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I am given the function $f(x,y) = \ln|y-x^2|$, and am suppose to find the contour maps.

Let $z = c = f(x,y)$. $c = \ln|y-x^2| \rightarrow e^c = e^{\ln|y-x^2|} \rightarrow e^c = |y-x^2|$

I know I have to somehow remove the absolute value bars, in order to be able to perform algebraic manipulation, but I can't precisely recall how to at this point.

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up vote 2 down vote accepted

$e^{c} = \lvert y - x^2 \rvert$ means that $y-x^2 = \pm e^{c}$, thus you'll want to look at the equations $-e^{c} = y - x^2$ and $e^{c} = y - x^2$ to deduce your contour map.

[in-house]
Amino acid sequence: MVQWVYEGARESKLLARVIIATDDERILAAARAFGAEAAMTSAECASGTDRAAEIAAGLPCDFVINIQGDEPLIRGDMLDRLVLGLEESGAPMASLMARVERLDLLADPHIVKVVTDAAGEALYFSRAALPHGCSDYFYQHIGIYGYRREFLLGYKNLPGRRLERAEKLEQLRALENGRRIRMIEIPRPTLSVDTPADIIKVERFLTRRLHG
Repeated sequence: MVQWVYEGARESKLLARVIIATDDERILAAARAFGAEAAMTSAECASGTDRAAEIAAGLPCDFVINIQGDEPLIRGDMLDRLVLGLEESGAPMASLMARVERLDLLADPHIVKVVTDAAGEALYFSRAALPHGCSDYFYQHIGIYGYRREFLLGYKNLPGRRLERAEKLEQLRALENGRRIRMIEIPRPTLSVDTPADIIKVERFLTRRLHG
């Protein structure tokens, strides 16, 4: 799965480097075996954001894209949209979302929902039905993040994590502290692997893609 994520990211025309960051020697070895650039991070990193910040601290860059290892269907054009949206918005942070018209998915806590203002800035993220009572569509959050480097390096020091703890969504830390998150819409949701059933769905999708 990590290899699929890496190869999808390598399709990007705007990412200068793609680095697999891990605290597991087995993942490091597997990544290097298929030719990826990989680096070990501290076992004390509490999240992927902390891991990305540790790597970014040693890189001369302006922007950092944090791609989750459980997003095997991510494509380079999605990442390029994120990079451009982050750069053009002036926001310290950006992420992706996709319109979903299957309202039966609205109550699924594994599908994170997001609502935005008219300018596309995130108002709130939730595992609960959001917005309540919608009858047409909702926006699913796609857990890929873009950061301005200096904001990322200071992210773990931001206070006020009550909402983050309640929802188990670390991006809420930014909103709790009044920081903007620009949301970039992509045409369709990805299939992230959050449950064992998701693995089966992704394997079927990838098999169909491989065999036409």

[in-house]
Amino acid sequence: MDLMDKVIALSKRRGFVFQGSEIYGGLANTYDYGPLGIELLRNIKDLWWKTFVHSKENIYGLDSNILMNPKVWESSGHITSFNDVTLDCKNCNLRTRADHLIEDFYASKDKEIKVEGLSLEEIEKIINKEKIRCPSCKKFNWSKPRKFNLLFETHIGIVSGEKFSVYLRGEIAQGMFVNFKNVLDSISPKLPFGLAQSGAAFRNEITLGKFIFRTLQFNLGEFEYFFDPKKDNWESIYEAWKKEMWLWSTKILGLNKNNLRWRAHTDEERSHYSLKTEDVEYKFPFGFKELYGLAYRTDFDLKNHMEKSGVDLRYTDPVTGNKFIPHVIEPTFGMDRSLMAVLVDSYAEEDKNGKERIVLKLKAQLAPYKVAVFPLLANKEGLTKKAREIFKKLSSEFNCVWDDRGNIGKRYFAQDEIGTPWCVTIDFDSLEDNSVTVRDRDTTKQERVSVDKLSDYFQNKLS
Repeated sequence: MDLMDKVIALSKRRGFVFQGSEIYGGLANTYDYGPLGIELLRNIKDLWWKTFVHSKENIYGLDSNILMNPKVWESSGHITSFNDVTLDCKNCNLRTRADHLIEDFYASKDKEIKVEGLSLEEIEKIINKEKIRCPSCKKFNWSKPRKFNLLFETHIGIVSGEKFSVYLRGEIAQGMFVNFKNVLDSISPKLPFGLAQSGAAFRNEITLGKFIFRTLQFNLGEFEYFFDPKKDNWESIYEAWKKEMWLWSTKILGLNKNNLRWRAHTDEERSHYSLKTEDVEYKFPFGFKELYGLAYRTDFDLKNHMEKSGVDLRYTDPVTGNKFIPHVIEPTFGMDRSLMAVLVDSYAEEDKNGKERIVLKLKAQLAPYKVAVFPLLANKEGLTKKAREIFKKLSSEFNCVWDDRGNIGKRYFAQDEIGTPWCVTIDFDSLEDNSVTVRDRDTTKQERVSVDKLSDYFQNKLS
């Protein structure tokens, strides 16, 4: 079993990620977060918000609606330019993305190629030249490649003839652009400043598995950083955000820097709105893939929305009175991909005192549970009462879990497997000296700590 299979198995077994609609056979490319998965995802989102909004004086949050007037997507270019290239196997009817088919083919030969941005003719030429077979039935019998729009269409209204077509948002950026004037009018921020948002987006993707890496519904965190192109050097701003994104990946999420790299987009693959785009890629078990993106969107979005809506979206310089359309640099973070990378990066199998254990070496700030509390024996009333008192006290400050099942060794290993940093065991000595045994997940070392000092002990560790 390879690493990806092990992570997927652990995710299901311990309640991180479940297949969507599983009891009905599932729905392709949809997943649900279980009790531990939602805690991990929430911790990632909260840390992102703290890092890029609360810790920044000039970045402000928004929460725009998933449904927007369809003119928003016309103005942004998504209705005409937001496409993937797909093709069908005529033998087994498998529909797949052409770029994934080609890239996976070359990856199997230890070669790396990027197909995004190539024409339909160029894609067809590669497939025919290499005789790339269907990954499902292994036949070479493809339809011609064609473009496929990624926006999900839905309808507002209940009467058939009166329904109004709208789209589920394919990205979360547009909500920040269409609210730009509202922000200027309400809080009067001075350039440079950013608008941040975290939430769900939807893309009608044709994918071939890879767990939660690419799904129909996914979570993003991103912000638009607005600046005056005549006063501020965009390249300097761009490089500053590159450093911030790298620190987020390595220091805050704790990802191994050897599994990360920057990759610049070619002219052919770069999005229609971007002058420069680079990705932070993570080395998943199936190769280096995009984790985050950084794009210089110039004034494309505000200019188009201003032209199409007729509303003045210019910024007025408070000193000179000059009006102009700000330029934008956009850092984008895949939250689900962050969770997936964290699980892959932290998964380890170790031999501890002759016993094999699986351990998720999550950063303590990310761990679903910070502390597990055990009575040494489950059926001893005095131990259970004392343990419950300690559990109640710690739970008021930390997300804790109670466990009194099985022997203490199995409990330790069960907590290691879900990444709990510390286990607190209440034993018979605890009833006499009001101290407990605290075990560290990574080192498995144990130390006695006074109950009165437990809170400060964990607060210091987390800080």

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So, the reason why the plus/minus sign is put in front of $e^c$ is because the directed distance between $y$ and $x^2$, can be positive or negative? And if I choose $c=1$, then I can only choose x and y values such that the distance between them is always $e^1$? –  Mack Mar 6 '13 at 21:06
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@EliMackenzie That's correct. –  lewellen Mar 7 '13 at 15:54
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